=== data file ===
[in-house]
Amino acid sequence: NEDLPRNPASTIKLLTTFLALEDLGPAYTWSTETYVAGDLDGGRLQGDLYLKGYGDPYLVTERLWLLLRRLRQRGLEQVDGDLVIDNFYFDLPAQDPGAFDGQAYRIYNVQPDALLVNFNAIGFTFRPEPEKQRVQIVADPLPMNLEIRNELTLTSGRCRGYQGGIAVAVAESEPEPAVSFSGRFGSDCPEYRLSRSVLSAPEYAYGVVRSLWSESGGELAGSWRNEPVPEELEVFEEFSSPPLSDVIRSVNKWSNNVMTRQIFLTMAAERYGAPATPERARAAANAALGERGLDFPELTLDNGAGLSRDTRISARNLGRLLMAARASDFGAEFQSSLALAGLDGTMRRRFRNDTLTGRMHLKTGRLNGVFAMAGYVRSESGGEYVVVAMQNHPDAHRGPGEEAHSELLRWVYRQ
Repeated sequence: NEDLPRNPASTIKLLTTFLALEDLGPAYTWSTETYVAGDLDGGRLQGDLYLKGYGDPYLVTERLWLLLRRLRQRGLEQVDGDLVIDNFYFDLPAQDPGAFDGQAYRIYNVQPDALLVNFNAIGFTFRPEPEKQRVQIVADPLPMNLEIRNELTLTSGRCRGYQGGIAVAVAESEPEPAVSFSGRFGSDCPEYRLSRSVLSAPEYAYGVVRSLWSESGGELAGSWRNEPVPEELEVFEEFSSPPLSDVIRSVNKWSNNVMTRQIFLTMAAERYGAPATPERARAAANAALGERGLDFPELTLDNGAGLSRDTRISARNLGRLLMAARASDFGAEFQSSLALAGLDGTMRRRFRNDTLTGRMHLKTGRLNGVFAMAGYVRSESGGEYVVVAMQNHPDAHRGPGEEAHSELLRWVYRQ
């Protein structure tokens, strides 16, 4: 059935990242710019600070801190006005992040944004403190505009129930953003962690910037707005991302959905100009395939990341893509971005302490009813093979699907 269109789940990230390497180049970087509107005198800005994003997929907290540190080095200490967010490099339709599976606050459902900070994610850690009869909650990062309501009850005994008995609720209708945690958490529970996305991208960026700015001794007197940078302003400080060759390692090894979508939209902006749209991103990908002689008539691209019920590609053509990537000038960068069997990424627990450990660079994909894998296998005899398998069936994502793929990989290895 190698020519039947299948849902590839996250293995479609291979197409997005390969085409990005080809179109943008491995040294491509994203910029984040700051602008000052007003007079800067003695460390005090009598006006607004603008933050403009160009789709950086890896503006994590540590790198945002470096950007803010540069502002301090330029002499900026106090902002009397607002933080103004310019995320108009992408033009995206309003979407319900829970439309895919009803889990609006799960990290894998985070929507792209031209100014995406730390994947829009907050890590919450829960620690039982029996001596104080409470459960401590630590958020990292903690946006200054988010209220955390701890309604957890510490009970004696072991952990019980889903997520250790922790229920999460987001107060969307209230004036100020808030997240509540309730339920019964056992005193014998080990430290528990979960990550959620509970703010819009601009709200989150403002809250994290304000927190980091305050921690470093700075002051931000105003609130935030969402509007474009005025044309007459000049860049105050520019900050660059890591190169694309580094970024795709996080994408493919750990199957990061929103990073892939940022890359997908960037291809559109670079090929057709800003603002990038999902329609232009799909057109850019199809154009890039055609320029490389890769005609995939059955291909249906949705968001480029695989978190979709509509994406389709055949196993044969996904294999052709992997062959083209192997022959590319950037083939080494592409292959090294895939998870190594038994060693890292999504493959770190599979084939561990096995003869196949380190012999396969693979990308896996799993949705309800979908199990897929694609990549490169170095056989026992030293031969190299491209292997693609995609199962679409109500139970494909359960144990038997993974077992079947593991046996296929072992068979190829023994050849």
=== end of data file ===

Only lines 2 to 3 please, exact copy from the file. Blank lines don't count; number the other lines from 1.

Amino acid sequence: NEDLPRNPASTIKLLTTFLALEDLGPAYTWSTETYVAGDLDGGRLQGDLYLKGYGDPYLVTERLWLLLRRLRQRGLEQVDGDLVIDNFYFDLPAQDPGAFDGQAYRIYNVQPDALLVNFNAIGFTFRPEPEKQRVQIVADPLPMNLEIRNELTLTSGRCRGYQGGIAVAVAESEPEPAVSFSGRFGSDCPEYRLSRSVLSAPEYAYGVVRSLWSESGGELAGSWRNEPVPEELEVFEEFSSPPLSDVIRSVNKWSNNVMTRQIFLTMAAERYGAPATPERARAAANAALGERGLDFPELTLDNGAGLSRDTRISARNLGRLLMAARASDFGAEFQSSLALAGLDGTMRRRFRNDTLTGRMHLKTGRLNGVFAMAGYVRSESGGEYVVVAMQNHPDAHRGPGEEAHSELLRWVYRQ
Repeated sequence: NEDLPRNPASTIKLLTTFLALEDLGPAYTWSTETYVAGDLDGGRLQGDLYLKGYGDPYLVTERLWLLLRRLRQRGLEQVDGDLVIDNFYFDLPAQDPGAFDGQAYRIYNVQPDALLVNFNAIGFTFRPEPEKQRVQIVADPLPMNLEIRNELTLTSGRCRGYQGGIAVAVAESEPEPAVSFSGRFGSDCPEYRLSRSVLSAPEYAYGVVRSLWSESGGELAGSWRNEPVPEELEVFEEFSSPPLSDVIRSVNKWSNNVMTRQIFLTMAAERYGAPATPERARAAANAALGERGLDFPELTLDNGAGLSRDTRISARNLGRLLMAARASDFGAEFQSSLALAGLDGTMRRRFRNDTLTGRMHLKTGRLNGVFAMAGYVRSESGGEYVVVAMQNHPDAHRGPGEEAHSELLRWVYRQ